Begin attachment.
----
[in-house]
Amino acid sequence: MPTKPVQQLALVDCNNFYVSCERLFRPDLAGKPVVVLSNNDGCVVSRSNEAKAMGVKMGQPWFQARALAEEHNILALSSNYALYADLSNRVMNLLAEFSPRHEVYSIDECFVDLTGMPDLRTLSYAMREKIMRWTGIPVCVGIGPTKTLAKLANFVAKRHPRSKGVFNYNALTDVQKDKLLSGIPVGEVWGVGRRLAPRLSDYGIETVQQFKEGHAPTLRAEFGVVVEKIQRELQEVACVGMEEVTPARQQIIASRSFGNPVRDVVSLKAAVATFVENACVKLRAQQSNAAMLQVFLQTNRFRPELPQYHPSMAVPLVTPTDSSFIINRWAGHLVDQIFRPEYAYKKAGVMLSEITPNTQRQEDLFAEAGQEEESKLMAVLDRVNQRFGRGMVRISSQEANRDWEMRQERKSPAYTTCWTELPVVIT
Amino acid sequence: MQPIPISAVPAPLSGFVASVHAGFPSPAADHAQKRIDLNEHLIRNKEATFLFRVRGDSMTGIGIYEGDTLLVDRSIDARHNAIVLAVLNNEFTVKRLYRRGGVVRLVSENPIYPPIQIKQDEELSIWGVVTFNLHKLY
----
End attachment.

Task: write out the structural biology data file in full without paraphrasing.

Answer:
[in-house]
Amino acid sequence: MPTKPVQQLALVDCNNFYVSCERLFRPDLAGKPVVVLSNNDGCVVSRSNEAKAMGVKMGQPWFQARALAEEHNILALSSNYALYADLSNRVMNLLAEFSPRHEVYSIDECFVDLTGMPDLRTLSYAMREKIMRWTGIPVCVGIGPTKTLAKLANFVAKRHPRSKGVFNYNALTDVQKDKLLSGIPVGEVWGVGRRLAPRLSDYGIETVQQFKEGHAPTLRAEFGVVVEKIQRELQEVACVGMEEVTPARQQIIASRSFGNPVRDVVSLKAAVATFVENACVKLRAQQSNAAMLQVFLQTNRFRPELPQYHPSMAVPLVTPTDSSFIINRWAGHLVDQIFRPEYAYKKAGVMLSEITPNTQRQEDLFAEAGQEEESKLMAVLDRVNQRFGRGMVRISSQEANRDWEMRQERKSPAYTTCWTELPVVIT
Amino acid sequence: MQPIPISAVPAPLSGFVASVHAGFPSPAADHAQKRIDLNEHLIRNKEATFLFRVRGDSMTGIGIYEGDTLLVDRSIDARHNAIVLAVLNNEFTVKRLYRRGGVVRLVSENPIYPPIQIKQDEELSIWGVVTFNLHKLY